Distilling, once the proper items are in place and understand of the process, is simple. Fermentations are an art. I've consumed many mistakes.

I think certain wines have favorable health benefits, as well as a potential tradeable commodity.

Cheers, and thanks to OP for the thread!



posted on Mar, 27 2012 @ 02:46 PM
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First: sorry for raising such an old thread from the dead (heh), but this was the only one I could find on beer and wine making on the whole forum.

I'm a homemade beer and wine maker myself, just finished off a batch of Amber Boch (and by finished off, I mean that all 5 gallons got consumed by my family in weeks. I was lucky to get a couple of bottles of it for myself).

Right now I have a cream sherry aging, and it should be ready in a few weeks.

As pointed out, in some really bad situations, making my own hooch would most likely be the last thing I would think of. However, if it were long term situations, such as the infrastructure just collapsing, as pointed out, home made beers, wines, and shine would more than likely be a bartering tool.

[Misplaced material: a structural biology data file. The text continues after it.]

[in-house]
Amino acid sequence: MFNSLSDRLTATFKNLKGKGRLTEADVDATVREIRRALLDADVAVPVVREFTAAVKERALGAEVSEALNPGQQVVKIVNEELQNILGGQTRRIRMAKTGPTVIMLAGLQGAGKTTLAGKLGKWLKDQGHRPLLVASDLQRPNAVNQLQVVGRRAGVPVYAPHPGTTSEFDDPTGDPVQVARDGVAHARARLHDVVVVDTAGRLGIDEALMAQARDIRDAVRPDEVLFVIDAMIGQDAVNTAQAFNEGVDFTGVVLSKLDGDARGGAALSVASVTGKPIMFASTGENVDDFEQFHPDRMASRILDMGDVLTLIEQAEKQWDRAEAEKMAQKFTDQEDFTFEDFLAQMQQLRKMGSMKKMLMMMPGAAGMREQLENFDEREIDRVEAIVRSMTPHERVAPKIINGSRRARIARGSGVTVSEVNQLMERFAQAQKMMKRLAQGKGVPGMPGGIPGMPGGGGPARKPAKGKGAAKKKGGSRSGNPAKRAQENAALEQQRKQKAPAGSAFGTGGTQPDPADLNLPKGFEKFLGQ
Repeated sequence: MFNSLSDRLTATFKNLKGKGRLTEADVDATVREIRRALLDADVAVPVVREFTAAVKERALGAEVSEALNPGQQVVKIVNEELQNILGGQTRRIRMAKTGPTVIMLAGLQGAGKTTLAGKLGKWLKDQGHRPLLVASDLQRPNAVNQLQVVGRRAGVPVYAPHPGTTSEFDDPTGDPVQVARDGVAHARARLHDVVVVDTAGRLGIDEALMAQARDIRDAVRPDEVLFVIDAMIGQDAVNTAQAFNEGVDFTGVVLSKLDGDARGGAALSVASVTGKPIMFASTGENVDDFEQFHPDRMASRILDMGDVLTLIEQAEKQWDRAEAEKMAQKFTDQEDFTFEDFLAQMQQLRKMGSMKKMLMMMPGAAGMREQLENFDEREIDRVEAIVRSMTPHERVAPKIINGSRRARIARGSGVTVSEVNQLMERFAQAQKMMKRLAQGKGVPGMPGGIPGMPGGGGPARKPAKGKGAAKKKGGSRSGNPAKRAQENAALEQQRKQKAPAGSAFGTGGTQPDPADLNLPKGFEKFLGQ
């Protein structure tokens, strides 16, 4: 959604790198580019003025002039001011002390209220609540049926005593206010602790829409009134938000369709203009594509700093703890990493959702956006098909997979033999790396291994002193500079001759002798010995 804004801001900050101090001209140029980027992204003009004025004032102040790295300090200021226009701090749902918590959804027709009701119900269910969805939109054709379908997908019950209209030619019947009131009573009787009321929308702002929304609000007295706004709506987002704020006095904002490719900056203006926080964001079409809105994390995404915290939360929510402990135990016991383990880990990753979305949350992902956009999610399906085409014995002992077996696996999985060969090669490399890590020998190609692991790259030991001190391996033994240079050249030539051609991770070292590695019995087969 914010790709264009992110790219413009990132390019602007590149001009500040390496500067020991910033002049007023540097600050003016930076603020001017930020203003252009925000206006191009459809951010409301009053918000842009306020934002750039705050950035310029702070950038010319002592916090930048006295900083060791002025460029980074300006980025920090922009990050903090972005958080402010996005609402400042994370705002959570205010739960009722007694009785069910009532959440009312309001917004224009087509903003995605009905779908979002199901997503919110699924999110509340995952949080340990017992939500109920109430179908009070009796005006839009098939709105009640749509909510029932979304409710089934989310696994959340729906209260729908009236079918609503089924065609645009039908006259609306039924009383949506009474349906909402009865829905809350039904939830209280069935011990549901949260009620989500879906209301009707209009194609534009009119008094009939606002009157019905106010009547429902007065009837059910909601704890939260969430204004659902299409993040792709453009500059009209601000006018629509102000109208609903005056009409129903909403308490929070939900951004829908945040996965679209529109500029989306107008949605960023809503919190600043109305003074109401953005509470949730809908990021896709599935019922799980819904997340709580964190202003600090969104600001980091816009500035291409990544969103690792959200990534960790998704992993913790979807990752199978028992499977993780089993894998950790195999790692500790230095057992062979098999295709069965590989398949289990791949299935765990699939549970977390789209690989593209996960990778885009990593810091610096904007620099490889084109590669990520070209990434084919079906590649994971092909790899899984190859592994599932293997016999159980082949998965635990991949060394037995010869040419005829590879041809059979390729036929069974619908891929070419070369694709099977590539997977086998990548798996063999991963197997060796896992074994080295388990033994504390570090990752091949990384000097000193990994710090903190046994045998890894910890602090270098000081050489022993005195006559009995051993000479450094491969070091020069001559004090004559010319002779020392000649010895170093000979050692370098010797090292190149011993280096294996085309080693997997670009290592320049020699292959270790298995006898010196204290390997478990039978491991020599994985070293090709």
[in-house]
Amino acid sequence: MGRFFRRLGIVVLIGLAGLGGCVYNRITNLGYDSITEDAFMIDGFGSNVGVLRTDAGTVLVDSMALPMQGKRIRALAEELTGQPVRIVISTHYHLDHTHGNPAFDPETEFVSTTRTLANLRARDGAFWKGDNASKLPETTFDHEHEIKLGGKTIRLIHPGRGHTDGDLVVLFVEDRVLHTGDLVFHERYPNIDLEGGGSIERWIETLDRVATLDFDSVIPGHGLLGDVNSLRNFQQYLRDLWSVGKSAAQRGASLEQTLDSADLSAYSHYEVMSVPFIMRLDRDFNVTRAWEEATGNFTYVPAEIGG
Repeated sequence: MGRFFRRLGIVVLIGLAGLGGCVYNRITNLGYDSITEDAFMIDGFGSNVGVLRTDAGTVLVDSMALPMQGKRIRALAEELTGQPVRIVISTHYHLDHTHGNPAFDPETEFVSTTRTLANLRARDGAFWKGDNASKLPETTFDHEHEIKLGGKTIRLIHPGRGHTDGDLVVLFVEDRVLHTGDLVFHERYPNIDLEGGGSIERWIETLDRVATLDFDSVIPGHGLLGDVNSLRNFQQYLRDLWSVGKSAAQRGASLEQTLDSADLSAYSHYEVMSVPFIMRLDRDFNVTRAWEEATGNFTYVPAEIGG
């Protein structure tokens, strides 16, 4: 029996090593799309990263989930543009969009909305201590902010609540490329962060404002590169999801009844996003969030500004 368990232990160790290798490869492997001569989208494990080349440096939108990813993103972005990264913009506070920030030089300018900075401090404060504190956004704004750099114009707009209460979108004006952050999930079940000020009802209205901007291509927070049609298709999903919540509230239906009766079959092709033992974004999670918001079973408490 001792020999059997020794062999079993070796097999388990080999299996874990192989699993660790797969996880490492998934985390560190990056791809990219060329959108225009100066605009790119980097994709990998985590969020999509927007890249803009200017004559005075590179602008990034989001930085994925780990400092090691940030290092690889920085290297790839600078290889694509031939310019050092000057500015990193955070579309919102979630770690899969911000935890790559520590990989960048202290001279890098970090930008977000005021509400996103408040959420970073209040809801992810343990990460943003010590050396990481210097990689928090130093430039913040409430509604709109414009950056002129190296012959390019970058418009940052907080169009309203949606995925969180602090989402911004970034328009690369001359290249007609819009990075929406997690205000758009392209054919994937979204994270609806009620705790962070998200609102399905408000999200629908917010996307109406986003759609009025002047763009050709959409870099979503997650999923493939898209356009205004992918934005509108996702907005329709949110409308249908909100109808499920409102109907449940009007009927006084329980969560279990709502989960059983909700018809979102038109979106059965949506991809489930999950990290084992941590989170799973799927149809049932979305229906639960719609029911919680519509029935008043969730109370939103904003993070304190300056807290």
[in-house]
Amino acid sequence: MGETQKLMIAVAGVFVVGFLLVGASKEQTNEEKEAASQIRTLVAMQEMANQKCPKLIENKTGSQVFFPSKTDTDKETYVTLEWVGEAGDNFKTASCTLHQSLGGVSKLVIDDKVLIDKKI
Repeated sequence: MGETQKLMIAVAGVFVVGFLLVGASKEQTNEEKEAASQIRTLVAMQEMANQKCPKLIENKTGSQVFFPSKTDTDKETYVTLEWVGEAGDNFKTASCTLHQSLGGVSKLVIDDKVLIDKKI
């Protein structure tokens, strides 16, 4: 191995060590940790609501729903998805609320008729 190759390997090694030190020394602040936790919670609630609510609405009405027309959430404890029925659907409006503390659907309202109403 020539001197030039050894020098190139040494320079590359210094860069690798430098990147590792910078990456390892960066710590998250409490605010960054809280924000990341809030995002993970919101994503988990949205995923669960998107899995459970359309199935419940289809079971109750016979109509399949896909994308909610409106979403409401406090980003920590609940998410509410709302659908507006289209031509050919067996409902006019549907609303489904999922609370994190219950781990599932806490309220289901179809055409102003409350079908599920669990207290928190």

And besides, at the end of the day, whether I was just at the office as normal, or if I was done fighting off zombies, I'm going to want to kick back with a cold one in my hand, heheheh.

One thing I was thinking of: you can make just about anything. Wines from fruits, beer from grains and sugars. You can make a "wash" with just about any sugar you want and yeast for distilling later of course.

But the yeast is the thing I was thinking about. You can stock up of course with dry yeast, but I have been wondering if I can actually re-use my own yeasts. I seemed to think I read somewhere that it's actually hard to kill the yeast off. You can suspend it, but that it's possible to re-use the yeast that collects in your bucket, and dry it out.

Haven't spent any time looking this up yet (and I guess I should get off my rear and do it).

Apology again for raising such an old thread.



posted on Mar, 27 2012 @ 03:56 PM
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reply to post by eriktheawful
 


Surprising that an expert like you won't google "make your own yeast" first.

Face it, people have done it for MILLENIA.



posted on Mar, 27 2012 @ 04:14 PM
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Shelve lives arent too good for a lot of brewing ingredients. Even DME will go.